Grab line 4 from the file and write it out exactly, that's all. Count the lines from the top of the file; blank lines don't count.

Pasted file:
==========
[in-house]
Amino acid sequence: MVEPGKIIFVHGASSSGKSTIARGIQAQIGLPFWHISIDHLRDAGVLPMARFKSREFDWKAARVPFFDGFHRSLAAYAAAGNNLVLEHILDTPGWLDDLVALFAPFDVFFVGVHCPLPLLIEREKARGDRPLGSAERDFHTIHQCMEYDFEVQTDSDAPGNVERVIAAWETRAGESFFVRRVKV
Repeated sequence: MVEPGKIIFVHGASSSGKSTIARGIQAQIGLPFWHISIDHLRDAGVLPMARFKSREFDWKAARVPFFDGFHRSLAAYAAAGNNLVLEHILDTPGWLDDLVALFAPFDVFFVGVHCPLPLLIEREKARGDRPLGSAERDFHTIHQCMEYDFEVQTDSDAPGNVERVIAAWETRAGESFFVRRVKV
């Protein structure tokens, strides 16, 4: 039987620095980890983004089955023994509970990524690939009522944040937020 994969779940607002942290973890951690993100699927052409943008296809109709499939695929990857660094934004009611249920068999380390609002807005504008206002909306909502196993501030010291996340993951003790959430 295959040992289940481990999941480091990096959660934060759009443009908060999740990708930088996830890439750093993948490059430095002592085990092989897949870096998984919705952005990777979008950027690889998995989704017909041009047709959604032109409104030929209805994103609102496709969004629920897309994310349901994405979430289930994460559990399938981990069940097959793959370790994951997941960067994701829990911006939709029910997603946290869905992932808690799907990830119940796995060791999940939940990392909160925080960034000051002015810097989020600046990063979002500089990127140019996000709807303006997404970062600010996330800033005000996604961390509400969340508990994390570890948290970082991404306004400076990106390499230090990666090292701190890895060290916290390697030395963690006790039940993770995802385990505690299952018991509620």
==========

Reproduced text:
């Protein structure tokens, strides 16, 4: 039987620095980890983004089955023994509970990524690939009522944040937020 994969779940607002942290973890951690993100699927052409943008296809109709499939695929990857660094934004009611249920068999380390609002807005504008206002909306909502196993501030010291996340993951003790959430 295959040992289940481990999941480091990096959660934060759009443009908060999740990708930088996830890439750093993948490059430095002592085990092989897949870096998984919705952005990777979008950027690889998995989704017909041009047709959604032109409104030929209805994103609102496709969004629920897309994310349901994405979430289930994460559990399938981990069940097959793959370790994951997941960067994701829990911006939709029910997603946290869905992932808690799907990830119940796995060791999940939940990392909160925080960034000051002015810097989020600046990063979002500089990127140019996000709807303006997404970062600010996330800033005000996604961390509400969340508990994390570890948290970082991404306004400076990106390499230090990666090292701190890895060290916290390697030395963690006790039940993770995802385990505690299952018991509620």